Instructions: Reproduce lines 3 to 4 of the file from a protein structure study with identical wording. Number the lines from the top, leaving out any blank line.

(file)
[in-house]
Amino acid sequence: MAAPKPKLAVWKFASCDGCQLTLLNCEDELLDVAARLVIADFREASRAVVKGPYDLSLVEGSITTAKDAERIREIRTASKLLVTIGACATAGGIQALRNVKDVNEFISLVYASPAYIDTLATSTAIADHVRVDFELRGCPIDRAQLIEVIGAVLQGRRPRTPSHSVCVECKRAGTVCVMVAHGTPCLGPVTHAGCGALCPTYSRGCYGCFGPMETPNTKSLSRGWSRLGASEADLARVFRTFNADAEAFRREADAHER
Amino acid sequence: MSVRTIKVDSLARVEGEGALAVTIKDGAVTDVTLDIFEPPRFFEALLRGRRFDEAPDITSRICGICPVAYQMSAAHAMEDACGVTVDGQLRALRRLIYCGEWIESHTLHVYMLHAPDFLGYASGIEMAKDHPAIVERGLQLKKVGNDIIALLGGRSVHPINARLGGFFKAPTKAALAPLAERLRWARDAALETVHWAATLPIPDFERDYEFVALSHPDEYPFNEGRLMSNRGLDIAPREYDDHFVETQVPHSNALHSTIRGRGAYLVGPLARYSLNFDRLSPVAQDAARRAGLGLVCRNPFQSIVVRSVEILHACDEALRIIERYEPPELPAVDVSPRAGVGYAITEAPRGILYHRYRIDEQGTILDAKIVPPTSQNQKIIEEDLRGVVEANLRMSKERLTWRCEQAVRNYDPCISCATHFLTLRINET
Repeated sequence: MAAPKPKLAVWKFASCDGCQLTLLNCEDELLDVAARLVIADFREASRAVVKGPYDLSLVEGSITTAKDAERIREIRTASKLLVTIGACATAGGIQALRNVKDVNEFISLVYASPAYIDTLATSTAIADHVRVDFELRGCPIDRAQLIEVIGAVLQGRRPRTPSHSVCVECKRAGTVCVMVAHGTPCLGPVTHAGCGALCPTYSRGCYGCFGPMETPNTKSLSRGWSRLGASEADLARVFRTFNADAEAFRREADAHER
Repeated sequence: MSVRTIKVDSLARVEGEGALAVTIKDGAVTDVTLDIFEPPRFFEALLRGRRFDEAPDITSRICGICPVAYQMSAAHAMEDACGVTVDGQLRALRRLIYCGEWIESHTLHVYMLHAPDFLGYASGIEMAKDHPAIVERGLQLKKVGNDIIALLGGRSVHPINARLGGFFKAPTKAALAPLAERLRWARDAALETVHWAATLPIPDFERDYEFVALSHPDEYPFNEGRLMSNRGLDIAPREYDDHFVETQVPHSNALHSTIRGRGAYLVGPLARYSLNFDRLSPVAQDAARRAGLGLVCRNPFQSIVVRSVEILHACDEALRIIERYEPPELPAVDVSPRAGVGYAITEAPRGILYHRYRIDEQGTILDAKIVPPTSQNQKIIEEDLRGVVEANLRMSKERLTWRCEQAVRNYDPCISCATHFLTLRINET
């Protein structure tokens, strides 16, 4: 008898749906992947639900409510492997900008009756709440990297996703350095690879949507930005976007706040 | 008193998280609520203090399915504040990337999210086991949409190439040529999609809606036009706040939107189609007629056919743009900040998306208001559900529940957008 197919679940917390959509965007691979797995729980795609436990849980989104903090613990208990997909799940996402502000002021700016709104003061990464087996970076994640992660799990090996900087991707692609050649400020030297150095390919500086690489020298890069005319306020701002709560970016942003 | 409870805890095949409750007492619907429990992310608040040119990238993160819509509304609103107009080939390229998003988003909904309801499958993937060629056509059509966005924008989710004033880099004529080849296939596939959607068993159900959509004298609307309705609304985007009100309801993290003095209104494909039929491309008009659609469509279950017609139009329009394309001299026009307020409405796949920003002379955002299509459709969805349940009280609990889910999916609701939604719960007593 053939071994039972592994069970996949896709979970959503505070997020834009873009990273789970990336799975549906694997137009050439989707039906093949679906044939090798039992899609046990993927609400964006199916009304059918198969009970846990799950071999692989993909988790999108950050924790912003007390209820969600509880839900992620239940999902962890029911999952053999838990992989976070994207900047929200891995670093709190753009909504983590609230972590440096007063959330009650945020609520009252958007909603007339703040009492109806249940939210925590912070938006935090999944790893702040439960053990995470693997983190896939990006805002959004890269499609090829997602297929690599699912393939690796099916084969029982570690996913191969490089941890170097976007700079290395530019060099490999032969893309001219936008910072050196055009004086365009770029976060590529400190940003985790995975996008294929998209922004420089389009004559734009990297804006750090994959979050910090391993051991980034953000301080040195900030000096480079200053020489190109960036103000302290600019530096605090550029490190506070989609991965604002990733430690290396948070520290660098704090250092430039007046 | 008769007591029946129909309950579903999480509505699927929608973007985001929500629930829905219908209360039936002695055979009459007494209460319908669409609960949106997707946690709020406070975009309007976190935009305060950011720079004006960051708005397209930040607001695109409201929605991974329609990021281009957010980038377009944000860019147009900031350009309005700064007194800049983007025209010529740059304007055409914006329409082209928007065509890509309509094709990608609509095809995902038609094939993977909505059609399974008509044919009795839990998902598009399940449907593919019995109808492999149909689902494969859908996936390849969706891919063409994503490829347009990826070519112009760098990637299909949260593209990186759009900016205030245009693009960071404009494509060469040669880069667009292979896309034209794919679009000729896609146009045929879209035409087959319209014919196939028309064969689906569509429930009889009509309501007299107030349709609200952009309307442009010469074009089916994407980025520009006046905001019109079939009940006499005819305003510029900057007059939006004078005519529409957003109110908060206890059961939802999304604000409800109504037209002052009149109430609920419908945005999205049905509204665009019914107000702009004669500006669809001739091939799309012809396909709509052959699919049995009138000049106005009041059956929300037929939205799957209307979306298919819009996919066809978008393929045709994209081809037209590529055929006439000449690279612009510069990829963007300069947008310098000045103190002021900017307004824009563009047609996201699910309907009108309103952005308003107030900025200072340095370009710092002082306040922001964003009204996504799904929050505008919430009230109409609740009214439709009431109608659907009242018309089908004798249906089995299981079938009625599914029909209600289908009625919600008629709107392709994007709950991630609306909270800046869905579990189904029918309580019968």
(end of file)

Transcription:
Amino acid sequence: MSVRTIKVDSLARVEGEGALAVTIKDGAVTDVTLDIFEPPRFFEALLRGRRFDEAPDITSRICGICPVAYQMSAAHAMEDACGVTVDGQLRALRRLIYCGEWIESHTLHVYMLHAPDFLGYASGIEMAKDHPAIVERGLQLKKVGNDIIALLGGRSVHPINARLGGFFKAPTKAALAPLAERLRWARDAALETVHWAATLPIPDFERDYEFVALSHPDEYPFNEGRLMSNRGLDIAPREYDDHFVETQVPHSNALHSTIRGRGAYLVGPLARYSLNFDRLSPVAQDAARRAGLGLVCRNPFQSIVVRSVEILHACDEALRIIERYEPPELPAVDVSPRAGVGYAITEAPRGILYHRYRIDEQGTILDAKIVPPTSQNQKIIEEDLRGVVEANLRMSKERLTWRCEQAVRNYDPCISCATHFLTLRINET
Repeated sequence: MAAPKPKLAVWKFASCDGCQLTLLNCEDELLDVAARLVIADFREASRAVVKGPYDLSLVEGSITTAKDAERIREIRTASKLLVTIGACATAGGIQALRNVKDVNEFISLVYASPAYIDTLATSTAIADHVRVDFELRGCPIDRAQLIEVIGAVLQGRRPRTPSHSVCVECKRAGTVCVMVAHGTPCLGPVTHAGCGALCPTYSRGCYGCFGPMETPNTKSLSRGWSRLGASEADLARVFRTFNADAEAFRREADAHER